“Change of plans. We’re heading up river for specks.” Our guide, a lifelong Bay City, Texan named Jerry, turned the boat away from Matagorda Bay, where we’d planned to fish for redfish, and up into the Colorado River. Word was, the run was on.
I’d been duck and goose hunting for days on end with my friends Dick Williams and Larry Robinson, so it took me a second to register that “specks” meant speckled sea trout, not specklebelly geese.
As we buzzed our way upriver, I realized it had been ages since I’d caught speckled sea trout; I could barely remember what they looked like. I think the last time I’d caught one was in the Chesapeake with a member of the Virginia House of Delegates named Albert Pollard, some 14 years ago.
Cynoscion nebulosus is not in fact a trout. He’s a member of the drum family, along with the famous redfish of the area; our California white seabass is a drum, too, as is a croaker or a spot or a freshwater sheepshead. I grew up catching his Northern cousin, the weakfish or squeteague, off the coasts of New Jersey and New York. All drum are good to eat, and I especially love these little spotted sea trout.
Needless to say I was stoked to get on the water. Like practically vibrating stoked. Keep in mind I’ve been an angler for nearly 30 years longer than I’ve been a hunter, so the urge to chase fish is strong in me.
We got to a spot near a highway bridge. Jerry grabbed a rod and reel and handed it to me. “Can you use a baitcaster?” He gave me sidelong glance. Low-profile baitcasters are the reel of choice for inshore anglers throughout the South, but they can be relatively rare elsewhere. Plus, baitcasters can be tricky to throw, so it was a legit question. But I’d just used my own Citra baitcaster to annihilate pike, burbot, lake trout and brook trout in Manitoba a couple months ago, so I just calmly told Jerry “yes.”
We baited up with 1/4-ounce swimbaits in chartreuse. The idea was to cast to the bank of the river and jig the bait back towards the boat. Simple enough. Dick hooked the first fish, a shorty. Then Larry hooked a nice 21-incher.
And then the floodgates opened. Whap! A nice strike on the fall. Vicious headshake for the little bugger, but I’d been fishing barbless hooks all summer long, so there was no way this fish was shaking off with a barbed hook. I guided the trout into the net and the rout was on.
I managed to catch my limit of five fish in less than 20 minutes, and kept catching and catching and catching (and releasing) until we all had our limits, which wasn’t that much longer.
It felt so good. I get an electric thrill from catching fish that’s totally unlike that when I am hunting. It’s probably because fishing is the form of hunting and gathering I’ve been doing the longest. At any rate, we had a cooler of fish soon enough.
Time to cook them.
I wanted to make something accessible and easy; I’d been cooking fancy for the guests at the cooking school we were doing for the better part of two weeks. And I know that all drums are excellent fried. So I looked in the fridge and there, to my surprise, were some fresh black-eyed peas! We had some turnip and mustard greens kicking around, bacon, a jar of roasted red peppers… done and done.
This ain’t fancy food, just a great way to cook sea trout with a nice, Texas-inspired salad to go with it. Give it a try.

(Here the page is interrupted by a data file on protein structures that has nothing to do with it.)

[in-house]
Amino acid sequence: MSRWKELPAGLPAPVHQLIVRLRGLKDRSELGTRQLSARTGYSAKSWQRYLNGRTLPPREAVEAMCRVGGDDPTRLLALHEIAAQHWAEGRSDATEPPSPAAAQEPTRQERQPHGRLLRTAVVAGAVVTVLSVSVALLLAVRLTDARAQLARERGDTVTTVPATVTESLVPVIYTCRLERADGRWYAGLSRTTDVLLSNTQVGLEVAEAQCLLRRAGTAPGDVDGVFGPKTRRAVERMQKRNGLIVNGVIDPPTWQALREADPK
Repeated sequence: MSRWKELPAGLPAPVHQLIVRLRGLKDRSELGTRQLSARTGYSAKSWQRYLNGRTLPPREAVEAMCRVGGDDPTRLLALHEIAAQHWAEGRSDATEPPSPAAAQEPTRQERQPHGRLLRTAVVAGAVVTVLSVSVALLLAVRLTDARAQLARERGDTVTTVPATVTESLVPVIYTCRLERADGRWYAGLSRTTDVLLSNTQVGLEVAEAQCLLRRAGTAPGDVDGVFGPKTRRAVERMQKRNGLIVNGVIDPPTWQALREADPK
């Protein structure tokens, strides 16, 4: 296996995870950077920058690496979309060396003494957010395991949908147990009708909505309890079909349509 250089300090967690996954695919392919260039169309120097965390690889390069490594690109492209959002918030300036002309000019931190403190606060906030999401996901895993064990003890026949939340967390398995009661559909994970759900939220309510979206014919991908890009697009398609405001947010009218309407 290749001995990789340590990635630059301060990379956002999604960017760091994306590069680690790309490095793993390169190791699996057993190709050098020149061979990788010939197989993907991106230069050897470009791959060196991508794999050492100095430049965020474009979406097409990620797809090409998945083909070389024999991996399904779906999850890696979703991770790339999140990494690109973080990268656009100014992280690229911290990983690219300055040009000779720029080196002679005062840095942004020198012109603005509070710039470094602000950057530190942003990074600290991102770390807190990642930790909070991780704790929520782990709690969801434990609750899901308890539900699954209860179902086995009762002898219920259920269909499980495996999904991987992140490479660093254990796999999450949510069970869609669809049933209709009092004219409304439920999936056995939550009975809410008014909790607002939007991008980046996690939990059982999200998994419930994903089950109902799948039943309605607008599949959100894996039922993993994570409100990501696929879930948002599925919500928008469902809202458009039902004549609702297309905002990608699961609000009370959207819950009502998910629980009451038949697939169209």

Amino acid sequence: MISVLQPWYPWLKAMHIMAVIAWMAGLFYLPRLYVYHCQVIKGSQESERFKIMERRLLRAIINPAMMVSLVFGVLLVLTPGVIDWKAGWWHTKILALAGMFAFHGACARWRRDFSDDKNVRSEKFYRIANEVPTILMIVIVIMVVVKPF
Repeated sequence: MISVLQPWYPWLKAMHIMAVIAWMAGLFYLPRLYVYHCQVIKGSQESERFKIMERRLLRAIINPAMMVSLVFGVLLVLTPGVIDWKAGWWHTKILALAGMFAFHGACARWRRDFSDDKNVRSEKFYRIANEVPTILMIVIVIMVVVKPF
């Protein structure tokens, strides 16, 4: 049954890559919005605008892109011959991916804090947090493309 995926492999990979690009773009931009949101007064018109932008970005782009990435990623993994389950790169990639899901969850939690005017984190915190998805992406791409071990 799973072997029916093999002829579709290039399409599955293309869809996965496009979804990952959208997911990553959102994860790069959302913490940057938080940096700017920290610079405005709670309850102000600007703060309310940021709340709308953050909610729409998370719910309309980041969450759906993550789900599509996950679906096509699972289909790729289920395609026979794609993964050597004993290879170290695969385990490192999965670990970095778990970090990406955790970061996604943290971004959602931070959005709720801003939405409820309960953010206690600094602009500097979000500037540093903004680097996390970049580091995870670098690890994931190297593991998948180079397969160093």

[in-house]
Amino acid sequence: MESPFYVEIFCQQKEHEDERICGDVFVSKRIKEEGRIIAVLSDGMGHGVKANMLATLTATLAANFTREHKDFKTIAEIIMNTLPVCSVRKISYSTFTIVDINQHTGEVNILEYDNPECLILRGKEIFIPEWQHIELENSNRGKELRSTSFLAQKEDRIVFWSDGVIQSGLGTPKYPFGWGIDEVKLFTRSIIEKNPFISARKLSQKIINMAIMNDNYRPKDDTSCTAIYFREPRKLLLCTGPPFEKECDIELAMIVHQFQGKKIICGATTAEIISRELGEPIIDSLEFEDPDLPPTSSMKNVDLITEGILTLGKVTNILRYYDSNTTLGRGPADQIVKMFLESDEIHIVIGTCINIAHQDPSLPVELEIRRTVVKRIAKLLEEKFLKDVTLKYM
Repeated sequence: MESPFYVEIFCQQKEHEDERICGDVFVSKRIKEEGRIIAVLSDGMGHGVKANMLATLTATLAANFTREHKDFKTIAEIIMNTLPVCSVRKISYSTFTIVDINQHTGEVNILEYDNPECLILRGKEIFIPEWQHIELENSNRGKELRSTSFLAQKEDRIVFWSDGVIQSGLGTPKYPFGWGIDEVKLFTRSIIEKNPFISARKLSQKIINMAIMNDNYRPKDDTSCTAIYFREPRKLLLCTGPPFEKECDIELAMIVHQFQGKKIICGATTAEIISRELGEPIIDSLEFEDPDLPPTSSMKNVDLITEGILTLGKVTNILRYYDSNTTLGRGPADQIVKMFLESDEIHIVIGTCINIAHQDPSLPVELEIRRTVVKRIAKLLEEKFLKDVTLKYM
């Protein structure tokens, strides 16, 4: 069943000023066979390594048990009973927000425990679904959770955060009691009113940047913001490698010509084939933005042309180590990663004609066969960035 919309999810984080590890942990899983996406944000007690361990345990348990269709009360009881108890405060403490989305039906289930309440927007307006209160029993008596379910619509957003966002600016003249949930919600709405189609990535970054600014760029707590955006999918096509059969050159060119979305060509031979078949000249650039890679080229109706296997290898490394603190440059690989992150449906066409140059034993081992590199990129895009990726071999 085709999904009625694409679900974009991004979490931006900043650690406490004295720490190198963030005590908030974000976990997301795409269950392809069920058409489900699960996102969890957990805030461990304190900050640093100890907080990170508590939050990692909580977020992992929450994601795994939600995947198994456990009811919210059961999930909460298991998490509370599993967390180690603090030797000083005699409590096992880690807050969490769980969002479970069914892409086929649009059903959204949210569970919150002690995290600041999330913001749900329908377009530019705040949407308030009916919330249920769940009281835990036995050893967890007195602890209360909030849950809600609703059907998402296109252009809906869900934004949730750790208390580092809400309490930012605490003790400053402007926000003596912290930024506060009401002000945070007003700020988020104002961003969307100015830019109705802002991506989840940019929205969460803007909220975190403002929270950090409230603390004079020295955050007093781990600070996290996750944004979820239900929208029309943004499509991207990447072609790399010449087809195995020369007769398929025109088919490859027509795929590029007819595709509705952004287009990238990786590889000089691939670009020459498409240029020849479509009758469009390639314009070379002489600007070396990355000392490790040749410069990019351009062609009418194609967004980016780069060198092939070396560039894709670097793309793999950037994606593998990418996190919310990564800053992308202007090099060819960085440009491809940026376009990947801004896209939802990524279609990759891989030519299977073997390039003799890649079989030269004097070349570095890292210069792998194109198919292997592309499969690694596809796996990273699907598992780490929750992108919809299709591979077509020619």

Fried Speckled Trout with Black-Eyed Pea Salad
Obviously this recipe can be done with any white fish. Other good candidates would be bass, walleye, pike fillets, croaker, black seabass, small codfish or haddock, Pacific rockfish, freshwater sheepshead… you get the point. I wanted the salad to be very Southern, thus the choice of black-eyed peas, turnip and mustard greens and bacon. You can change it up if you feel like it. Want a Nordic flair? Go with Great Northern beans, kale and, well, bacon is a universal…
Prep Time: 20 minutes
Cook Time: 30 minutes, mostly to cook the beans
- 4 to 6 skinless speckled trout fillets
- 1 cup milk
- 1 cup fine cornmeal, a/k/a “fish fry”
- 1 tablespoon Cajun seasoning
- 2 teaspoons ground black pepper
- Peanut oil for frying
- 1 cup black-eyed peas
- 2 cups chicken broth
- 2 cups water
- 1/4 pound bacon
- 1 chopped onion
- 3 chopped garlic cloves
- 1 or 2 roasted red peppers (canned or freshly roasted), chopped
- 3 cups chopped turnip or mustard greens
- Salt, black pepper and cider vinegar to taste
- Start by cooking the black-eyed peas. Bring the water and chicken broth to a boil and add the peas. Lower the heat to a very gentle simmer and cook until they are tender, but not falling apart. While this is happening, cook the bacon in a large saute pan. When the bacon is crispy, remove it and chop. Set it aside for now.
- Saute the onion in the bacon fat over medium-high heat until the edges brown. Add the garlic and the greens and toss to coat in the bacon fat. Cook until the greens wilt. Turn off the heat, add back the bacon, then mix in the red peppers. Cover the pan and set aside for now.
- Pour the milk into a shallow bowl. Mix all the breading ingredients. Pour enough peanut oil into a frying pan to come up about 1/4 to 1/2 inch. Heat the oil to 325°F to 350°F. If you don’t have a thermometer, the oil will be ready when a bit of the breading sizzles instantly when flicked into it. When the oil is hot, dredge the fish in the milk, then coat with the breading. Fry until golden brown, about 3 to 5 minutes per side. Drain on paper towels.
- To finish, warm the black-eyed pea salad and put some on everyone’s plate and top with the fried fish. Serve with beer or an uncomplicated white wine.